CAA and EASA training

Basic and Advanced

What are CAA and EASA?

CAA stands for Civil Aviation Authority, the body responsible for controlling aviation within the UK. It is the organisation that will issue licences and ratings to private (and professional) pilots who have been trained at establishments registered, or approved by them.

EASA stands for European Safety Agency. Over 30 member countries have harmonised on the requirements for licence issue. The CAA was one of the first EASA (previously JAA) members, and for our purposes, will be the "state of licence issue".

A licence that is issued by one member state is now automatically recognised by all the other member states, without further formality.

This is a major step forward, compared to the situation of a few years ago, when each country had its own unique set of rules, and would not necessarily allow pilots from other countries to fly aircraft that were registered in their country, without a great deal of frustrating beaurocracy.

Licence types - according to the agreed rules, there are now four types of pilot licence - Private (PPL, and LAPL), Commercial, and Airline Transport.

Ratings. A licence requires at least one class rating, for it to be valid. This will normally be the SEPL, initially. Other ratings may be added afterwards, to fly different classes of aircraft, or to fly in instrument conditions, or to instruct.

The seven class ratings are as follows

Class Rating Valid for Revalidated by
SEPL
Single Engine Piston Land
Two years - 12 hours flight time (last 12 months of valid period) and 1 hour flight with instructor, or - flight test, with examiner, in the last 3 months of the valid period or - passing a test with an examiner, for a different rating (e.g. MEPL, IMC)
SEPS
Single Engine Piston Sea
Two years As SEPL, except takeoffs and landings must be on water
SETL
Single Engine Turbine Land
One year Examiner
SETS
Single Engine Turbine Sea
One year Examiner
MEPL
Multi Engine Piston Land
One year Examiner
MEPS
Multi Engine Piston Sea
One year Examiner
TMG
Touring Motor Glider
Two years As for SEPL

Getting a Private Pilot's Licence

This licence allows the pilot to fly almost any single engine piston aircraft, with passengers. Initially, this is restricted to daytime only, and in reasonable weather conditions (flying in cloud is not allowed).

The requirements to obtain a CAA/EASA PPL:

  • Be aged 17 or over. However, training may start earlier than this, and a student would be allowed to fly solo, at the age of 16
  • Understand English. The courses are all conducted in English. Although the licence will be issued by the UK CAA, there is no requirement to be a UK citizen
  • A medical certificate. This must be obtained before starting training here this may be obtained from a CAA authorised medical examiner (AME), generally in the UK. A medical certificate can be obtained from other states, but in this case it is essential to transfer this to the UK CAA. For a list of CAA AMEs, see the CAA website
  • Technical knowledge, required to become a pilot, and to pass the corresponding written examinations. This knowledge may be obtained by
    • Self-study, using suitable books on the subjects, such as the series by Trevor Thom (The Air Pilots Manual)
    • Self study, using a computer based training package such as www.teachmetofly.org, which we recommend because of its efficient multi-media presentation, that many people find much easier than multiple volumes of books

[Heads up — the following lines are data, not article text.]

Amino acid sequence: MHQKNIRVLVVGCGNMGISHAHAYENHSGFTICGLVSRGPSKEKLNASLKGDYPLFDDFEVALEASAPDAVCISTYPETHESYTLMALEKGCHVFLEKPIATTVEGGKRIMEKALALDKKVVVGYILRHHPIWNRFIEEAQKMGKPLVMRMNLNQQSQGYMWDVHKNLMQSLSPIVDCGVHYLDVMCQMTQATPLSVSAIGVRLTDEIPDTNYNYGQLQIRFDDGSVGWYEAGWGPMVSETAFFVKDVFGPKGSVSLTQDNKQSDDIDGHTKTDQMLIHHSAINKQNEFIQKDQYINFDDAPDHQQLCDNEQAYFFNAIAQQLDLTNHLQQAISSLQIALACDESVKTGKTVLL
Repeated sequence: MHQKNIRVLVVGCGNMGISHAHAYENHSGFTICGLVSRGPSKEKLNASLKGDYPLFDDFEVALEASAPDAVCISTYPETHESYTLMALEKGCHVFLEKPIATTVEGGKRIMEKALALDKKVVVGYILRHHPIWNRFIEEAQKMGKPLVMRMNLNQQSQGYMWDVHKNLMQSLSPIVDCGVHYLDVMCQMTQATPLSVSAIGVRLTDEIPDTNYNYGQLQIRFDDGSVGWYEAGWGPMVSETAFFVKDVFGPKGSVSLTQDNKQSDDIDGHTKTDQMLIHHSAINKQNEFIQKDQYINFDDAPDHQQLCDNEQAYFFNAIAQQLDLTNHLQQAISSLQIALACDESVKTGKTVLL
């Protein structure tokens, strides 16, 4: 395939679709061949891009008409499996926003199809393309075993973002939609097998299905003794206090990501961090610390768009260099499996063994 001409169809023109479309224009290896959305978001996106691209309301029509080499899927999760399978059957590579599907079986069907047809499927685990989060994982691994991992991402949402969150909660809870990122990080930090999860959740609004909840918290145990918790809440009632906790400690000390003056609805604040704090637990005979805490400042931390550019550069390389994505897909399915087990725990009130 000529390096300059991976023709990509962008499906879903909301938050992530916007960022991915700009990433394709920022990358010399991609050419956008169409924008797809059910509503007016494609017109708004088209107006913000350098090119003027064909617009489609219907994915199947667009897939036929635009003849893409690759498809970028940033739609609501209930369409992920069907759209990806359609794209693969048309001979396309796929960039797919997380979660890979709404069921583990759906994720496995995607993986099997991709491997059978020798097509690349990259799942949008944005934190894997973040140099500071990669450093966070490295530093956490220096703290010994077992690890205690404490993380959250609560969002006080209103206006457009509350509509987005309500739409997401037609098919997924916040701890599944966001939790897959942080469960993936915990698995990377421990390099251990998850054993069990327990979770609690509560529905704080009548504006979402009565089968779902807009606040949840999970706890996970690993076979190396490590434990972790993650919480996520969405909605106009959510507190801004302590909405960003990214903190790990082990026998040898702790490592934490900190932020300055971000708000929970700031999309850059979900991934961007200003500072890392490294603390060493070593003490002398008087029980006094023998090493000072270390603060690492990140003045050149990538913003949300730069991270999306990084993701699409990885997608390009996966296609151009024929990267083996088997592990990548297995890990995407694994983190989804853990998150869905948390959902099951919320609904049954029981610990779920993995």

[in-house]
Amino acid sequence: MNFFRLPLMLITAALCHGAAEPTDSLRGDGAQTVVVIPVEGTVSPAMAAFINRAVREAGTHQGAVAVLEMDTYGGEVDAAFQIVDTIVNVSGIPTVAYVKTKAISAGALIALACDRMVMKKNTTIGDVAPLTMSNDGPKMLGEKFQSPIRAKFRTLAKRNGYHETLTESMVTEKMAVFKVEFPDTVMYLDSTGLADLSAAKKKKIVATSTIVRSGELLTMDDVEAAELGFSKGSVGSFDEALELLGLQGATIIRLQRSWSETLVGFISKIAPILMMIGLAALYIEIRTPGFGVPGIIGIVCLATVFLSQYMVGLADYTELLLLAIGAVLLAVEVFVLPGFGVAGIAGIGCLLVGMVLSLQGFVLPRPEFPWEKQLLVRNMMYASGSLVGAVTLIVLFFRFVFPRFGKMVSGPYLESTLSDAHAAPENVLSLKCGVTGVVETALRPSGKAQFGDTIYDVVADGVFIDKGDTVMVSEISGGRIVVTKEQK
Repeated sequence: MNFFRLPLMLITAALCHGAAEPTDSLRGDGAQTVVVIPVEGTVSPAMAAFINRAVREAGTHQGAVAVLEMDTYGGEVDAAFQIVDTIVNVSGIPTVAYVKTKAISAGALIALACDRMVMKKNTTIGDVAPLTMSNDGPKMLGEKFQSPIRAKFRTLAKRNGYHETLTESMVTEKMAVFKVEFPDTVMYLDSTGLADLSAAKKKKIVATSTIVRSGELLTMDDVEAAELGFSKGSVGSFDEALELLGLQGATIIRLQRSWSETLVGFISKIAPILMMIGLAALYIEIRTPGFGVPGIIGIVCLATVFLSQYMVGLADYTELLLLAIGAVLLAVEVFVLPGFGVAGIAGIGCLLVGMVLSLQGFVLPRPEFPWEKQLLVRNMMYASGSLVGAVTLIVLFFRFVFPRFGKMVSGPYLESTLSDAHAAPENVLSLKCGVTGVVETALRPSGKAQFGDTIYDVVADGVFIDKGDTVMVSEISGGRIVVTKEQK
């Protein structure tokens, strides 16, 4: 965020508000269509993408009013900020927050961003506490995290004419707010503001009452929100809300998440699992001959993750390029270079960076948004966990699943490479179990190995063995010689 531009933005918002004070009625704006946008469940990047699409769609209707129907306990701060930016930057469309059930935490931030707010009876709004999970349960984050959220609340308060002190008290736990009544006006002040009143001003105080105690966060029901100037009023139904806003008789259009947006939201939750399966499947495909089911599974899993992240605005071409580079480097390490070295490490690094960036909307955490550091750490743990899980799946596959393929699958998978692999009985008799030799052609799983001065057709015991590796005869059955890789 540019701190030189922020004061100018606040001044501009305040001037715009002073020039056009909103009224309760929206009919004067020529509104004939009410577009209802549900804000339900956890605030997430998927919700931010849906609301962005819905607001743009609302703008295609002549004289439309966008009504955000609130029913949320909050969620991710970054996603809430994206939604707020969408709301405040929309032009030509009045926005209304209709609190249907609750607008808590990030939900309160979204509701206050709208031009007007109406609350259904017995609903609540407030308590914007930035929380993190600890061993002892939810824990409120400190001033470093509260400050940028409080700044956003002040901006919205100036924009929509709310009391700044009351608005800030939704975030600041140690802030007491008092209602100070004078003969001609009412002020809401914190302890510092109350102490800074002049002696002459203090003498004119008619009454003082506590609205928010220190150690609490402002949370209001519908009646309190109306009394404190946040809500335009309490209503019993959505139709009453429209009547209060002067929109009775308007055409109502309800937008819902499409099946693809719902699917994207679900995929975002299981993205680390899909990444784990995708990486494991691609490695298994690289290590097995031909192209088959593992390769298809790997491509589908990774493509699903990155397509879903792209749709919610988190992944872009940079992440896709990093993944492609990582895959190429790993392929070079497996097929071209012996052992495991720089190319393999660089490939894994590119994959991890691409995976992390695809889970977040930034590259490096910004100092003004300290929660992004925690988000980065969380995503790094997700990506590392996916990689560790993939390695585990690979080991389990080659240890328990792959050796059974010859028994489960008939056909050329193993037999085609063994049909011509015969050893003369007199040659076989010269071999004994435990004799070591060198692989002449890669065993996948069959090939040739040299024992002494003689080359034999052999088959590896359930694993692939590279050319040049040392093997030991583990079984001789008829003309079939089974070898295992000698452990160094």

• Formal classes, that we may be able to provide, subject to sufficient demand
  • Flight training to the approved syllabus. This consists of a minimum of 45 hours flying time. (This is not always enough, especially if the training is conducted over long periods of several months)
  • Pass all the written examinations. These examinations are conducted on site, and the results are available immediately
  • Pass the Practical Test for the Radio Telephony Licence. This is also conducted here
  • Pass the Skill Test. Again, conducted by an examiner at Jerez

Night Rating

  • This allows the pilot to fly at night (providing this is allowed, by the laws of the country in which the flight takes place. For instance, in Spain, all night flight is IFR, and requires an instrument rating)
  • The course consists of 5 hours of training at night, during which the students will be trained for normal and emergency operation, cross-country navigation, and circuits
  • The student will need to complete a minimum of 5 solo takeoffs and landings at night
  • No examination is required

IMC (Now IR(R))Rating

This is valid only for flight in the UK

  • Allows the pilot to fly in weather conditions of reduced visibility, and in cloud, generally outside of controlled airspace, in the UK
  • Ground training
  • Instrument flight training minimum of 15 hours
  • Written examination (one test only)
  • Flight test, with an examiner
  • Renewable every 25 months, by test

Multi-engine rating

The Multi-Engine Piston (Land) Class Rating (by prior arrangement)

  • This allows a pilot to fly most twin-engine piston aircraft, with a maximum takeoff weight of 5.7 tonnes (12,500 lbs)
  • The advantages of a twin aircraft are typically higher speeds, higher cruising altitudes, more passenger capability, greater range, and increased safety, in the event of an engine failure
  • Student must have at least 70 hours prior flying experience as Pilot In Command (on SE aircraft)
  • Ground training 7 hours
  • Flight training minimum of 6 hours, of which 3.5 are asymmetric training
  • Written test, covering general multi-engine knowledge, and specific aircraft type knowledge
  • Flight test
  • For syllabus, click here

Differences training

We teach you the theory, then the practical aspects of flying aircraft with a constant-speed propeller, retractable undercarriage, or tailwheels.

BM Aviation